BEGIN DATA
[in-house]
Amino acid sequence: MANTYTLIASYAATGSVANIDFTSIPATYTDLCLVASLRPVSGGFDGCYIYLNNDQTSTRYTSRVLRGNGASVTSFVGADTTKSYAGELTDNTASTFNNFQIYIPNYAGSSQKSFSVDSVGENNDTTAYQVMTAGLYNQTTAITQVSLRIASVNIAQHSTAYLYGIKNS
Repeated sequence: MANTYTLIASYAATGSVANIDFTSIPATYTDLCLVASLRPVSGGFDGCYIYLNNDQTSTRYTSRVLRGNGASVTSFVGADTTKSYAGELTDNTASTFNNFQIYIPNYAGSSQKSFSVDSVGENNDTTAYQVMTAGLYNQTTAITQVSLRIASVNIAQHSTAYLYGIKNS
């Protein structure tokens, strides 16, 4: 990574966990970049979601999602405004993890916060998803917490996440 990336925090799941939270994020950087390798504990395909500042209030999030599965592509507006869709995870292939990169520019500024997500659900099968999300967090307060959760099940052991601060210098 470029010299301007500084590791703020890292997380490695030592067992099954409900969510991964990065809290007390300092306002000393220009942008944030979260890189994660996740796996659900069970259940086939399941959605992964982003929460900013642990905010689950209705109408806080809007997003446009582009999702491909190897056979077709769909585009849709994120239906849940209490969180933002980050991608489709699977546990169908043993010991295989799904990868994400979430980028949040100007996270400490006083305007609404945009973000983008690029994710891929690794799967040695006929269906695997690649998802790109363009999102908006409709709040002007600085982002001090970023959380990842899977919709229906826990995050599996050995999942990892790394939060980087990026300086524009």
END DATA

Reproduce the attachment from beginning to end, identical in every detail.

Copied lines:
[in-house]
Amino acid sequence: MANTYTLIASYAATGSVANIDFTSIPATYTDLCLVASLRPVSGGFDGCYIYLNNDQTSTRYTSRVLRGNGASVTSFVGADTTKSYAGELTDNTASTFNNFQIYIPNYAGSSQKSFSVDSVGENNDTTAYQVMTAGLYNQTTAITQVSLRIASVNIAQHSTAYLYGIKNS
Repeated sequence: MANTYTLIASYAATGSVANIDFTSIPATYTDLCLVASLRPVSGGFDGCYIYLNNDQTSTRYTSRVLRGNGASVTSFVGADTTKSYAGELTDNTASTFNNFQIYIPNYAGSSQKSFSVDSVGENNDTTAYQVMTAGLYNQTTAITQVSLRIASVNIAQHSTAYLYGIKNS
């Protein structure tokens, strides 16, 4: 990574966990970049979601999602405004993890916060998803917490996440 990336925090799941939270994020950087390798504990395909500042209030999030599965592509507006869709995870292939990169520019500024997500659900099968999300967090307060959760099940052991601060210098 470029010299301007500084590791703020890292997380490695030592067992099954409900969510991964990065809290007390300092306002000393220009942008944030979260890189994660996740796996659900069970259940086939399941959605992964982003929460900013642990905010689950209705109408806080809007997003446009582009999702491909190897056979077709769909585009849709994120239906849940209490969180933002980050991608489709699977546990169908043993010991295989799904990868994400979430980028949040100007996270400490006083305007609404945009973000983008690029994710891929690794799967040695006929269906695997690649998802790109363009999102908006409709709040002007600085982002001090970023959380990842899977919709229906826990995050599996050995999942990892790394939060980087990026300086524009």